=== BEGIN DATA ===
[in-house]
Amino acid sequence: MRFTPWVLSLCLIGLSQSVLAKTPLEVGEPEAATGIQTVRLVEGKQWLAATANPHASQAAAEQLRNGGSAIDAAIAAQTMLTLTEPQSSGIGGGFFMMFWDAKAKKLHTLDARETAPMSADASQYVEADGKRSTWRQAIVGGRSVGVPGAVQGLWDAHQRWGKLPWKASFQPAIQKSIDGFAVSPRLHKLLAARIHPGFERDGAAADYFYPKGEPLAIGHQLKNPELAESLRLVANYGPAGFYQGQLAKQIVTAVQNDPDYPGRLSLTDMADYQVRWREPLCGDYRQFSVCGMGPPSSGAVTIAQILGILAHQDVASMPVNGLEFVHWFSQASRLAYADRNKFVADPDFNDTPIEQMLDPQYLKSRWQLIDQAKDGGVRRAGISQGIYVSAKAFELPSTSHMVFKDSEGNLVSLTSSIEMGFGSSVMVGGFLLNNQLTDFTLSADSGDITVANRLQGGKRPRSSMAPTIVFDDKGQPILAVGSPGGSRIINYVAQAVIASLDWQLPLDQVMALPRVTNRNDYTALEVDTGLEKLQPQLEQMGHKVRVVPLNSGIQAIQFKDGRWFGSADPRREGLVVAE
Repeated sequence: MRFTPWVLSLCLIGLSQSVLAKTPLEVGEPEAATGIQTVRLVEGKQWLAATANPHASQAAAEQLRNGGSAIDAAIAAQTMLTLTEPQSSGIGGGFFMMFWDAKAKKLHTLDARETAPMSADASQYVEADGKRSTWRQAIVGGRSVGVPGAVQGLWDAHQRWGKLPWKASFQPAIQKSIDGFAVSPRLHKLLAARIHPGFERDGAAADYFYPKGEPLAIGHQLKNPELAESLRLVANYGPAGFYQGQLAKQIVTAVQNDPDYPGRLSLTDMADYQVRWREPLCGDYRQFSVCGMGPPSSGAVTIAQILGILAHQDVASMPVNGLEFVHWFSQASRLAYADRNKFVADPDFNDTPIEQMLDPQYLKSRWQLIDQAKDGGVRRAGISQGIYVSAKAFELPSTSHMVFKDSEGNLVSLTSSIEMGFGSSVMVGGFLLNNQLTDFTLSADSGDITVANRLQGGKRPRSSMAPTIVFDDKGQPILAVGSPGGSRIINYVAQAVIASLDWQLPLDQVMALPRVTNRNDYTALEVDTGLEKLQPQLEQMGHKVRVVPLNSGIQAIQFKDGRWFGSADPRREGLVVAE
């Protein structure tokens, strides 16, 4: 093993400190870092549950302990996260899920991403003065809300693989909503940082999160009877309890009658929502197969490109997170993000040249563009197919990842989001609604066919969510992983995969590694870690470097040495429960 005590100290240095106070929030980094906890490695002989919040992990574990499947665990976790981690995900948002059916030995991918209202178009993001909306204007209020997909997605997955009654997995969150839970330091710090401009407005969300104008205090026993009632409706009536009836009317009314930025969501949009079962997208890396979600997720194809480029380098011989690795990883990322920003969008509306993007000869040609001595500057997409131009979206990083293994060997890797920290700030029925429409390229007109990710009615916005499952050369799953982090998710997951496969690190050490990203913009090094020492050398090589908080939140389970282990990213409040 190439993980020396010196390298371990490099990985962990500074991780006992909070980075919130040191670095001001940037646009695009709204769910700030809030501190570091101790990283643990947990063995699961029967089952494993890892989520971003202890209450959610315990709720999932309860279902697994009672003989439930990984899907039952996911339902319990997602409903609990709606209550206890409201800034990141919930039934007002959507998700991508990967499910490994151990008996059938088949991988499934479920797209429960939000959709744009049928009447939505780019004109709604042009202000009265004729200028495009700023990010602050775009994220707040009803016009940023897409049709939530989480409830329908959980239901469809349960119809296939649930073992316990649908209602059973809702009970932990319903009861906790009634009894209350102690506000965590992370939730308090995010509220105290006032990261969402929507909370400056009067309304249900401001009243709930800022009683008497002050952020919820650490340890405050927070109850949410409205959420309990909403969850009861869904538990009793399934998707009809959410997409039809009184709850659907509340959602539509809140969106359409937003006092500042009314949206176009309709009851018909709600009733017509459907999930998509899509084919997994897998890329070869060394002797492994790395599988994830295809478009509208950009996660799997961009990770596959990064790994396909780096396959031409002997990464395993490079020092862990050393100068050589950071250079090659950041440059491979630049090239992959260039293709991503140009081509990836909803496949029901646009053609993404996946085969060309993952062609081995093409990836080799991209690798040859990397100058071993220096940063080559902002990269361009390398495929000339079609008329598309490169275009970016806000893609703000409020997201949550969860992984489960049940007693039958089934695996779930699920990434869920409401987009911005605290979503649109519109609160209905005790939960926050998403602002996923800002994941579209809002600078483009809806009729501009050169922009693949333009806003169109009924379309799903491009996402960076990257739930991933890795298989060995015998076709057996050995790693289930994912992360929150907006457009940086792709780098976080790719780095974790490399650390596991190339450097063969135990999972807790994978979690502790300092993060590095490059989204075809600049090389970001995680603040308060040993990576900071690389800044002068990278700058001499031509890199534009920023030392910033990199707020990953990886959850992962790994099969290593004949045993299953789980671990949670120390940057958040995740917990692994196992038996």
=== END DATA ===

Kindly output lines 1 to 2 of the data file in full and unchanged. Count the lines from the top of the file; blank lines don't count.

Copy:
[in-house]
Amino acid sequence: MRFTPWVLSLCLIGLSQSVLAKTPLEVGEPEAATGIQTVRLVEGKQWLAATANPHASQAAAEQLRNGGSAIDAAIAAQTMLTLTEPQSSGIGGGFFMMFWDAKAKKLHTLDARETAPMSADASQYVEADGKRSTWRQAIVGGRSVGVPGAVQGLWDAHQRWGKLPWKASFQPAIQKSIDGFAVSPRLHKLLAARIHPGFERDGAAADYFYPKGEPLAIGHQLKNPELAESLRLVANYGPAGFYQGQLAKQIVTAVQNDPDYPGRLSLTDMADYQVRWREPLCGDYRQFSVCGMGPPSSGAVTIAQILGILAHQDVASMPVNGLEFVHWFSQASRLAYADRNKFVADPDFNDTPIEQMLDPQYLKSRWQLIDQAKDGGVRRAGISQGIYVSAKAFELPSTSHMVFKDSEGNLVSLTSSIEMGFGSSVMVGGFLLNNQLTDFTLSADSGDITVANRLQGGKRPRSSMAPTIVFDDKGQPILAVGSPGGSRIINYVAQAVIASLDWQLPLDQVMALPRVTNRNDYTALEVDTGLEKLQPQLEQMGHKVRVVPLNSGIQAIQFKDGRWFGSADPRREGLVVAE